This point taken, do we need to understand the dynamics of a system to be able to make predictions of future states of a system? Maybe this is valid as long as the data scientist is able to distinguish the spurious correlations from the real correlations [14]. But this requires at least implicit treatment of the results of any Data Science model in line with the domain knowledge of the data scientist. On a more abstract level this implies that data scientists at lease use a mental model of how a system would behave. Making this explicit during Data Science projects may increase correctness and reproducibility [15].

But Perhaps most important, by definition data contains limited information on the behavior in the system, since data is result of what is measured and thus an aggregation of the dynamics that result in this data. We should therefore wonder what dynamics are beyond the measured results[6].

For example, is we research customer retention by gathering contract data, the individual decision process of a customer that results in a decision is not measured. If we would be able to measure HOW customers make decisions by stated preferences, we may exclude other factors such as gut feeling. There is always a deeper level underneath the data that is not part of what is measured.

Now, from this idea of dynamics underlying the data we immediately see that if these dynamics change, then the data will change as well. As such, Data Science based predictions work only if the future is fundamentally like the past [5], and even this is the case then only valid within range [4]. Typically, many systems in which behavior plays role contain tipping points and regime changes in which the dynamics that generate the data fundamentally change as well. We call these system complex systems in which the complexity lies in the inability to predict future states of the system based on knowledge of its current state [16], [17], .

In the next section I will provide several illustrations of what insight Data Science may reveal in these systems and how Computational Science extends these insights.

 

Illustration 1 – Extending the dynamics of transactional data

Let the system be a system of supply and demand which resources are transferred from the supply side to the demand side. For example, a shop and customers, ships and havens, predator pray systems in ecology. Typically in these systems the data contains transactions between both sides of the system. As an example, the receipt of a transaction is typically a piece information available.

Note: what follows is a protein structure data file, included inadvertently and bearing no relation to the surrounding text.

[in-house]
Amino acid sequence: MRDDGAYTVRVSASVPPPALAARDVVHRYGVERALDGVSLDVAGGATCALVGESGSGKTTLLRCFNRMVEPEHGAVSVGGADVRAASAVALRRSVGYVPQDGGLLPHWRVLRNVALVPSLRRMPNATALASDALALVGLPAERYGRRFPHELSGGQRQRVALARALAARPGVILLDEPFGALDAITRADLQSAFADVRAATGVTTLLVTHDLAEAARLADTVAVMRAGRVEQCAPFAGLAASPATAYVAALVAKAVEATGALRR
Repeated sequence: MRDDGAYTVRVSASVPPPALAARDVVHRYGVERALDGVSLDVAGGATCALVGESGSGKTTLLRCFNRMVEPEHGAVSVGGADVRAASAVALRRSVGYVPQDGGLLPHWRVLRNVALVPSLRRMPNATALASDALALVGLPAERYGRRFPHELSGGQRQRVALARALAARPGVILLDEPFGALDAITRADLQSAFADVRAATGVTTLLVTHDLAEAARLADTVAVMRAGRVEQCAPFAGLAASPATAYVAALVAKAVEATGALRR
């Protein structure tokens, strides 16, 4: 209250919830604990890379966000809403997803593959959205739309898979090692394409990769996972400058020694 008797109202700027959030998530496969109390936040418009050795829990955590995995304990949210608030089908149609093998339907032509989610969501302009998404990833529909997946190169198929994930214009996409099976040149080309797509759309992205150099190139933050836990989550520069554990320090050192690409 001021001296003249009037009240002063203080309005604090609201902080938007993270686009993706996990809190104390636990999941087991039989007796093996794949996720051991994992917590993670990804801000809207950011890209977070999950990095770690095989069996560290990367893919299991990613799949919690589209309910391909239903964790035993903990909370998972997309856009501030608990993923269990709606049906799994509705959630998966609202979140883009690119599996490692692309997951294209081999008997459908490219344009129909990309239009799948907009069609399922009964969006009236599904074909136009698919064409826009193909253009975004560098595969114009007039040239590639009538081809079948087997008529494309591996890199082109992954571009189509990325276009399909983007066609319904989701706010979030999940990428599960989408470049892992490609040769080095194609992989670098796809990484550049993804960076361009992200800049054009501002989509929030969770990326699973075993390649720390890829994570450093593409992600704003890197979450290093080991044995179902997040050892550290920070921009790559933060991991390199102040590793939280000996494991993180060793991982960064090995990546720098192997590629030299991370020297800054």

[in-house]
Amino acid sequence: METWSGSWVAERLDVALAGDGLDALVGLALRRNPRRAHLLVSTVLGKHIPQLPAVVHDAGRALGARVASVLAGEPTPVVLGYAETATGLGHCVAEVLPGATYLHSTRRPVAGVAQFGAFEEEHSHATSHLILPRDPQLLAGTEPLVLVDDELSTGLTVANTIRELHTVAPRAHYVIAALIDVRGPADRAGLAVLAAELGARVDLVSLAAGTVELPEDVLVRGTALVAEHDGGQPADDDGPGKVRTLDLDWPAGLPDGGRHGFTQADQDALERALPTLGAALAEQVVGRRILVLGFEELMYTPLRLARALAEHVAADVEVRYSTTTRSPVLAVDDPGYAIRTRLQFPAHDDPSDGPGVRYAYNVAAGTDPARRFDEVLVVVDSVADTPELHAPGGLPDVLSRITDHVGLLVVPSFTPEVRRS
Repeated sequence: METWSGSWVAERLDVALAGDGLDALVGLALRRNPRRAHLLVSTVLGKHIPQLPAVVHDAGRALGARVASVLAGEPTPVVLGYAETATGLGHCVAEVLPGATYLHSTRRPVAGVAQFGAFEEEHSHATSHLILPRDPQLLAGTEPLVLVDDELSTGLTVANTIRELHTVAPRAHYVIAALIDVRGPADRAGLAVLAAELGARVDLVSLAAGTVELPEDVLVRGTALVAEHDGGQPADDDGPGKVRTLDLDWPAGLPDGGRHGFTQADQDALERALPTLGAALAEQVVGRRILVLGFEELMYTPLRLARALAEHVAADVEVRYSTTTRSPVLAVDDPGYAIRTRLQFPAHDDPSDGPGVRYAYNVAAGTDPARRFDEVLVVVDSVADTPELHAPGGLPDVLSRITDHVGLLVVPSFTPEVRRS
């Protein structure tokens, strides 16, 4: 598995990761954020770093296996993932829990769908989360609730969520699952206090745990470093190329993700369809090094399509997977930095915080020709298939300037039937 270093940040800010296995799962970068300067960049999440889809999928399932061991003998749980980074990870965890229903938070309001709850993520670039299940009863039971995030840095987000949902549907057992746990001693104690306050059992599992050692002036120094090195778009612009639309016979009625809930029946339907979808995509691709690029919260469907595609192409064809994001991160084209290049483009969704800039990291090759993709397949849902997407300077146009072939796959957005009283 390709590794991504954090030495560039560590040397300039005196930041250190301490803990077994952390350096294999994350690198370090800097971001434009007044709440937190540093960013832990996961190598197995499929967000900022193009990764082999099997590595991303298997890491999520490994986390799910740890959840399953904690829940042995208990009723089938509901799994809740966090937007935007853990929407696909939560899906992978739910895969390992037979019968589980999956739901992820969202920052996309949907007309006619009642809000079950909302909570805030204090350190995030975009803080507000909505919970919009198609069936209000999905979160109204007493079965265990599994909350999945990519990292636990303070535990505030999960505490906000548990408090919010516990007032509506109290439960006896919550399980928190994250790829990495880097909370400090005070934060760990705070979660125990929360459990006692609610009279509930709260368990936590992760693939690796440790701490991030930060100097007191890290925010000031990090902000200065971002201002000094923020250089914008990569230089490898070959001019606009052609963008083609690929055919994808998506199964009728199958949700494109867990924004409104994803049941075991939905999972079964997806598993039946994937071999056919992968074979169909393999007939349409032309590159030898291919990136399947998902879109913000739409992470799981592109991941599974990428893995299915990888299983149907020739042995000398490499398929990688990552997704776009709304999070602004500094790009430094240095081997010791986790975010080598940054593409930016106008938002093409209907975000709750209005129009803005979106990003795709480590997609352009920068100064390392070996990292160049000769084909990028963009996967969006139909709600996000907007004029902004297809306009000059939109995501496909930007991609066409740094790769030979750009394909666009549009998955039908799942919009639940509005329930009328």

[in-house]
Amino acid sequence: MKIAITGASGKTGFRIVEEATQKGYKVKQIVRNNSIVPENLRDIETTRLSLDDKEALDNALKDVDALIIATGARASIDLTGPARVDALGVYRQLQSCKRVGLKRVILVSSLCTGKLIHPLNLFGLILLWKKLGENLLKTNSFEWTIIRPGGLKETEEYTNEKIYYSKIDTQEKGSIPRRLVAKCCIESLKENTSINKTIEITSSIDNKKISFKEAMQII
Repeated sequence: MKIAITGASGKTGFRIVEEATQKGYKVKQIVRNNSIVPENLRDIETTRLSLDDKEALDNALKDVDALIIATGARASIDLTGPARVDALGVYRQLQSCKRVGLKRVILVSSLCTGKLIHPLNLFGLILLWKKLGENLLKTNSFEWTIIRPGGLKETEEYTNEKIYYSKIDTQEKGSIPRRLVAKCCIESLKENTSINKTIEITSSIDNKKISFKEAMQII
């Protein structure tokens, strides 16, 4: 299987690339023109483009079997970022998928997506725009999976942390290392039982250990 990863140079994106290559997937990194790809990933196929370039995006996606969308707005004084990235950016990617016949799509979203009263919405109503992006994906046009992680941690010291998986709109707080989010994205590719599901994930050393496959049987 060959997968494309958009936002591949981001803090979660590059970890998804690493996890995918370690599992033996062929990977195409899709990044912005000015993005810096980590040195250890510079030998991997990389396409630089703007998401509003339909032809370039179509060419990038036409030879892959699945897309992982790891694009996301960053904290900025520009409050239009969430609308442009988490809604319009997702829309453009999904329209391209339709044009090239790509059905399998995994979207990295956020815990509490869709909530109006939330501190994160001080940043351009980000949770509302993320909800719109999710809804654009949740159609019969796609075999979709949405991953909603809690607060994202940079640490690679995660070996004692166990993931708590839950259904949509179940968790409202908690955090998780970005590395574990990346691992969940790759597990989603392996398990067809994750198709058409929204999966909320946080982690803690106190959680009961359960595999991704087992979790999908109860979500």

Data science could help to forecast demand based on historical patterns, generate user profiles based on clustering methods and numerous other things. Yet, there is a limitation in the data, since it measures transactions, which are successful results of the supply and demand side interaction. Using solely the set of transactions for leaves out unsuccessful transactions, such as out of stock products , customers unable to reach a shop, or unsuccessful hunt for preys by predators. Building an simulation model that generates simulated behavior allows us to probe the system in different ways and analyze scenarios not present in the data. More important, It makes the unsuccessful transactions measurable. As such, a simulation model literally extends the data!

 

 

 

Illustration 2 – Cascading failures in complex system

Let the system at hand be a connected system typically acting as a network of nodes, for example an electricity network, social or human network or a soccer team. Now, let de data gathered by (1) properties of each node such as power capacity in an electricity network or soccer player properties and (2) the activity of the system, e.g. electricity flow between nodes or player activity.